I tried to reproduce the figure 1 b using FLUKA. Following were the beam and target condition:

40 MeV (lab frame) alpha with 116Sn target which will lead to a cm frame energy of 39 MeV. The residue will be 119Te in 1n reaction channel.

The double differential sigma plot was scored for backward direction (150 degree) with a 3 degree angular interval in each side.

The results show significant difference between experiment and simulation (almost 8 to 10 order , even more in some places).

The paper indicated that significant ground state deformation is observed for the residue 119Te. This can influence the neutron production. Is this already modeled in FLUKA ?

I tried with Sn 124 as target for which the ground state deformation is very small. In that case also, the difference between experiment and simulation was 10 times or more.

I am attaching the journal paper as well as simulation.

Emitted neutrons were detected using four liquid scintillator based neutron detectors of dimensions 5" × 5" placed at the laboratory angles of 55, 120, 135, and 150 deg at a distance of 1.5 m from the target.

These are lab angles, not CM angles. Correct your USRYIELD cards accordingly and you should get the following result:

I have changed the usryield setting with Polar theta lab. But now the values are all very much below 10. Have you changed any other parameter? Or have you put CM angles in usryield after converting the lab angle to CM angle to get the above plot ?

Forget about CM angles and remember instead that - in order to get the considered plot - the tab.lis results have to be divided by the reaction probability (about 1.9E-5 as in the already discussed Number of stars summary of the 00N.out output files) and multiplied by 1E-3 (to account for the /GeV to /MeV transformation of the double differential cross section unit).
Also, your 23 USRYIELD unit turns out to be identical to the 21 one because you did not change the angular interval.

Thank you @ceruttif for the useful conversion parameters, I totally forgot about them.

Apart from this, in general case, there exists a relationship of sigma (lab) and sigma (CM). Hence, is it not required to use CM frame angles, since in the plot mentioned in the report, the double differential sigma values are given for CM frame ?

Or will it not matter since in double differential form, the numerator (sigma) and the denominator (omega) are both either in lab or CM frame i.e. the graph will be same if we use Polar theta lab degree = 150 or polar theta CM degree = appropriate conversion of 150 degree lab to CM ?

Is it the case?

Also, as it is mentioned in the report that, the TALYS plots were given considering pre-equilibrium decay mode and then compound + pre-equilibrium decay mode. Is it possible to do such filtering in FLUKA ? For e.g. as they quoted Fig. 1(b) shows that the backward angle data can be reproduced well with the mode (2) alone, whereas both the modes are required to explain the forward angle data. Can we make such observation using FLUKA also ?

As mentioned above, angles in the paper appear to be in the lab, so further CM considerations may be moot (I have however not done a full cursory check of the rest of the paper).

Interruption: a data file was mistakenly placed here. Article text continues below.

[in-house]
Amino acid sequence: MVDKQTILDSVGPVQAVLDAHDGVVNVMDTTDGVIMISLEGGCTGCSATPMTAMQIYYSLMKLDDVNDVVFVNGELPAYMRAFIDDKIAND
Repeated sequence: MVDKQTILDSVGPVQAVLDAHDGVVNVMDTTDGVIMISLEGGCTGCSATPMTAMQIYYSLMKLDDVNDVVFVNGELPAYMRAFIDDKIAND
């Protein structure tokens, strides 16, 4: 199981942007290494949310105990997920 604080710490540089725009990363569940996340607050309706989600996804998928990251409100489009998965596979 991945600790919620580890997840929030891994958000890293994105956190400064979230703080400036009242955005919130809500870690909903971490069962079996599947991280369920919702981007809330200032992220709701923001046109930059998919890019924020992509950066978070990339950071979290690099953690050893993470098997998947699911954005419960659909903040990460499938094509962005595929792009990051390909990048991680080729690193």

For the sake of completeness:

Apart from this, in general case, there exists a relationship of sigma (lab) and sigma (CM). Hence, is it not required to use CM frame angles, since in the plot mentioned in the report, the double differential sigma values are given for CM frame ?

First of all the conversion from lab and CM scattering angles is unique only when the projectile (or ejectile 1 in general) is lighter than the target (ejectile 2 in general), which is your case here, but be careful with these logics as it is prone to trouble.

Then you are deliberately forgetting the fact that when performing a change of variables it’s not just a matter of scaling the horizontal axis: there is a Jacobian in between which accordingly reshapes the distribution (and this is physical!).

i.e. the graph will be same if we use Polar theta lab degree = 150 or polar theta CM degree = appropriate conversion of 150 degree lab to CM ?

No for the same reason. And furthermore, differential cross sections are generally not Lorentz invariant (except for carefully chosen variables), so if you change frame you must expect different shapes.

Such filtering is not directly accessible to users. On the other hand, the related effort is not really justified in view of the obviousness of the observation, which does not require FLUKA to be proved, rather any good nuclear reaction book.

I understood the intricacy of using lab frame and CM frame parameters. I enquired the author, and they informed that although the angles are mentioned as lab angles in the paper, the double differential plot is done for CM system since in nuclear physics studies, they are interested with CM frame observation. I will look into how the authors have made those conversion so that there won’t be discrepancy in the simulation and experiment as far as the technique is considered.
Thank you both once again for the explanation.

I have scored another quantity d(sigma)/d (omega) in CM frame with CM polar angle. I expected the plot to be some what symmetrical around 90 degree in both sides, but the present plot does not seem right. I have multipled the tab lis values by the energy interval i.e. 0.015 GeV and then divided it by total no of stars 1.88E-5.
Also I have converted the radian value in horizontal axis to degree values.

CM scoring cannot apply to your case. In the absence of an additional USRYIELD card with SDUM=BEAMDEF setting the CM frame (but inapplicable to a nucleus target), a proton is taken as default target to this purpose, explaining your findings, which by the way are not at all supposed to be symmetrical around 90 deg, since the two-body system is asymmetrical.